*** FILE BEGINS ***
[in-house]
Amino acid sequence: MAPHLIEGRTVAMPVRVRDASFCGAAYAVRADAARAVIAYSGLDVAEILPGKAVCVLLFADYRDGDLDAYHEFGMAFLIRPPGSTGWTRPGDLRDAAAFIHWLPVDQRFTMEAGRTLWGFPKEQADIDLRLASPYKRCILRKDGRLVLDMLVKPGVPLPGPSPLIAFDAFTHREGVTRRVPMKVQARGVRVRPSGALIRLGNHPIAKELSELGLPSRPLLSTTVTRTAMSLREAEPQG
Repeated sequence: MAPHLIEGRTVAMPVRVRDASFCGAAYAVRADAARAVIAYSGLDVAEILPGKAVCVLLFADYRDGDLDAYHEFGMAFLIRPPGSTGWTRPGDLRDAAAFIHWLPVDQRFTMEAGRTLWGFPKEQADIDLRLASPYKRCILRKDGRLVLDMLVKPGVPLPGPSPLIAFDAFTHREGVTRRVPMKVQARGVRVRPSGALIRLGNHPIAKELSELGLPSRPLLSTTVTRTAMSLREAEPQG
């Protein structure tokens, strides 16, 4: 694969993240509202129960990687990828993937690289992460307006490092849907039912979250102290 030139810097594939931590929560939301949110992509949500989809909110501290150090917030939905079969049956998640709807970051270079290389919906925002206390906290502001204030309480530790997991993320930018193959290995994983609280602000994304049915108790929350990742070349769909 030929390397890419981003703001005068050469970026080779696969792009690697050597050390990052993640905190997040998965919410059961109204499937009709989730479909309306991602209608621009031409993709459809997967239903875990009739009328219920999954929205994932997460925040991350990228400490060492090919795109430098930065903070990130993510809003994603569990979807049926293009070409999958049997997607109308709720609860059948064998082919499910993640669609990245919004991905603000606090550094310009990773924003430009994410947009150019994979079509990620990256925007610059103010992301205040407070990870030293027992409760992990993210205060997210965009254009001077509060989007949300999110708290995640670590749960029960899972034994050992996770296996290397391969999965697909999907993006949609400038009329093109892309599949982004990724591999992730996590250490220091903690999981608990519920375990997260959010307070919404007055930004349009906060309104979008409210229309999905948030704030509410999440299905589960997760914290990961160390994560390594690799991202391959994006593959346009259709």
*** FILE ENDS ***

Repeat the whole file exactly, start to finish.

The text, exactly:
[in-house]
Amino acid sequence: MAPHLIEGRTVAMPVRVRDASFCGAAYAVRADAARAVIAYSGLDVAEILPGKAVCVLLFADYRDGDLDAYHEFGMAFLIRPPGSTGWTRPGDLRDAAAFIHWLPVDQRFTMEAGRTLWGFPKEQADIDLRLASPYKRCILRKDGRLVLDMLVKPGVPLPGPSPLIAFDAFTHREGVTRRVPMKVQARGVRVRPSGALIRLGNHPIAKELSELGLPSRPLLSTTVTRTAMSLREAEPQG
Repeated sequence: MAPHLIEGRTVAMPVRVRDASFCGAAYAVRADAARAVIAYSGLDVAEILPGKAVCVLLFADYRDGDLDAYHEFGMAFLIRPPGSTGWTRPGDLRDAAAFIHWLPVDQRFTMEAGRTLWGFPKEQADIDLRLASPYKRCILRKDGRLVLDMLVKPGVPLPGPSPLIAFDAFTHREGVTRRVPMKVQARGVRVRPSGALIRLGNHPIAKELSELGLPSRPLLSTTVTRTAMSLREAEPQG
């Protein structure tokens, strides 16, 4: 694969993240509202129960990687990828993937690289992460307006490092849907039912979250102290 030139810097594939931590929560939301949110992509949500989809909110501290150090917030939905079969049956998640709807970051270079290389919906925002206390906290502001204030309480530790997991993320930018193959290995994983609280602000994304049915108790929350990742070349769909 030929390397890419981003703001005068050469970026080779696969792009690697050597050390990052993640905190997040998965919410059961109204499937009709989730479909309306991602209608621009031409993709459809997967239903875990009739009328219920999954929205994932997460925040991350990228400490060492090919795109430098930065903070990130993510809003994603569990979807049926293009070409999958049997997607109308709720609860059948064998082919499910993640669609990245919004991905603000606090550094310009990773924003430009994410947009150019994979079509990620990256925007610059103010992301205040407070990870030293027992409760992990993210205060997210965009254009001077509060989007949300999110708290995640670590749960029960899972034994050992996770296996290397391969999965697909999907993006949609400038009329093109892309599949982004990724591999992730996590250490220091903690999981608990519920375990997260959010307070919404007055930004349009906060309104979008409210229309999905948030704030509410999440299905589960997760914290990961160390994560390594690799991202391959994006593959346009259709």